The fragility of life.
The fragility of life. Next installment! Our beautiful Tasmanian Masked Owl (Tyto novaehollandiae castenops) was once described by John Gould (biologist) as '...a species distinguished from all other members of its genus by its great size and powerful form. Probably few of the Raptorial birds, with the exception of the Eagles, are more formidable or more sanguinary (causing much bloodshed) in disposition.' After this beauty flew up to the tree tops, I packed up & walked back down to the house to close windows, feed dog & cat, stoke the woodheater...and go collect more wood in barrow. It was dark. I had a torch. Whilst at woodpile I heard our chooks cry out. I had not yet closed their door for the night. Rushing in...there she was...looking perplexed...on the floor of the chook house...what's all the noise about...I'm just after my chicken dinner! I walked in between the terrified chickens and the owl...shining my torch on the ground so she could still see. Slowly we turned around and together we left the chook house...both walking in a nonchalant manner. She then flew up to the fence. I stood next to her...about a rulers length away. We had a quiet moment. I told her it's not ok to eat the chooks. She let me pat her briefly. We parted company. I had tears of wonderment.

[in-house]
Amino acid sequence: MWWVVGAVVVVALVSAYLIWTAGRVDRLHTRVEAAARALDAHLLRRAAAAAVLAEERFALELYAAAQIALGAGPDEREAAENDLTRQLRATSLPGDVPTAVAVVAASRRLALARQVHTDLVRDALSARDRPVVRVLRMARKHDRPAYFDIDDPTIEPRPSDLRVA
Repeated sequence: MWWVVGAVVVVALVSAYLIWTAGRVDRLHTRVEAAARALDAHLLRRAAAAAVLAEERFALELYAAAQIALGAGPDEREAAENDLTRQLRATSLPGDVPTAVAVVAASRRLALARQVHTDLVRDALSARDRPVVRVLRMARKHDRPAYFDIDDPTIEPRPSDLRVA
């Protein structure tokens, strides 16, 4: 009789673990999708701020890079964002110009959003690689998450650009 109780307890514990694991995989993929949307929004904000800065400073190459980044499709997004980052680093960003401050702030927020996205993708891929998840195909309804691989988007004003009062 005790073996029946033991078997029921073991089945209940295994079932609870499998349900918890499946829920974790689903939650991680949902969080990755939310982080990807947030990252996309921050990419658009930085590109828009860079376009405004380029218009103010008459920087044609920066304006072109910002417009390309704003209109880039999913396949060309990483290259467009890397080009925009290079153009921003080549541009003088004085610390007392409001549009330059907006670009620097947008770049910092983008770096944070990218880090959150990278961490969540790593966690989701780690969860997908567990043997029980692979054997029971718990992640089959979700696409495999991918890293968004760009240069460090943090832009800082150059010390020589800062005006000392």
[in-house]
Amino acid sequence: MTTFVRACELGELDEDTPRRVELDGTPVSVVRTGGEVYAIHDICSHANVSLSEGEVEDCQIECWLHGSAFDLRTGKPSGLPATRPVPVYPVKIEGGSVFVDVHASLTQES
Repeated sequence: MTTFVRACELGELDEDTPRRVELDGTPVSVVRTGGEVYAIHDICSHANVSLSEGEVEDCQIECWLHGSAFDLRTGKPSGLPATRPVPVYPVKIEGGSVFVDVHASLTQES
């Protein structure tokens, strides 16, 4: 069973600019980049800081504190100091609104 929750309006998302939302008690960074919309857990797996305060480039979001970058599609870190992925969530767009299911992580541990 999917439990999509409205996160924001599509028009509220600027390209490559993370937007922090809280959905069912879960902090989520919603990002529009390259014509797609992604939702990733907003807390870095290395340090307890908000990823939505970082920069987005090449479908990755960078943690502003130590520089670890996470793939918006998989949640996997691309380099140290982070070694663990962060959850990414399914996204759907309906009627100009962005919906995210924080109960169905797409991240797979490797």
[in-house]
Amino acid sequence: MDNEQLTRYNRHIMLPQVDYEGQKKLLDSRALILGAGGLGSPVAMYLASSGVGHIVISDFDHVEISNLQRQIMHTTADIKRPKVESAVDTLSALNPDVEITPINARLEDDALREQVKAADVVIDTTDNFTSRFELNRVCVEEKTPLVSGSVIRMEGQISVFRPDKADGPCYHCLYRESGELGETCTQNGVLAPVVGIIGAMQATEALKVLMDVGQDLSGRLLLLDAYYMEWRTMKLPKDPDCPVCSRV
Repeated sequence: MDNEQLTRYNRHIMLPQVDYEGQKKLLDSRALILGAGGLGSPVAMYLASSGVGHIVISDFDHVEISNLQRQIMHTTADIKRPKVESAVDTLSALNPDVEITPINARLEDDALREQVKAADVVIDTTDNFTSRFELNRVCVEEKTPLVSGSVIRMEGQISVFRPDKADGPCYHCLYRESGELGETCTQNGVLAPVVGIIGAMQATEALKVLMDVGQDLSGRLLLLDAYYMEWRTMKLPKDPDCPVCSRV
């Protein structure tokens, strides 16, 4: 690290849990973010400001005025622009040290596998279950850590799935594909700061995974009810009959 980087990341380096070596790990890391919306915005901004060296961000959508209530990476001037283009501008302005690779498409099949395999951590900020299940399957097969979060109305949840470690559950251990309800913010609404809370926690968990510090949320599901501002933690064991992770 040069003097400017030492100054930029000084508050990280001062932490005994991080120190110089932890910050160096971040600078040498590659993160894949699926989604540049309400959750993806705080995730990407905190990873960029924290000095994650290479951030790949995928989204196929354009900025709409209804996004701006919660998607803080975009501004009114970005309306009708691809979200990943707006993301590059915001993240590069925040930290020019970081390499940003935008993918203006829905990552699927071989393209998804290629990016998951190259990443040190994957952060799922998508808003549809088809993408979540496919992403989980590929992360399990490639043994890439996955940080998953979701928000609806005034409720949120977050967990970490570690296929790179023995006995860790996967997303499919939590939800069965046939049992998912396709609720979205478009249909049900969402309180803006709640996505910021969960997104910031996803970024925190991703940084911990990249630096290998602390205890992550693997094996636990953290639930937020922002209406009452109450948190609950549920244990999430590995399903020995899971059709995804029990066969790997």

Rainbow summer colours Published 19 Jan 2017. Girards Hill NSW 2480
The struggle of rural work, patchy service! Published 05 May 2016. Brewarrina NSW 2839
Our orchid finally bloomed
Ross Female Factory is one of four female factories built in Tasmania. Between 1847 and 1854 it operated as a probation station for female convicts and their babies. The buildings were converted from a chain gang station and extended to include a chapel, dining rooms, hospital, nursery, solitary cells, dormitories and an outer courtyard. The women were taught how to sew, clean, cook, launder and care for their children.
Blends in with the background.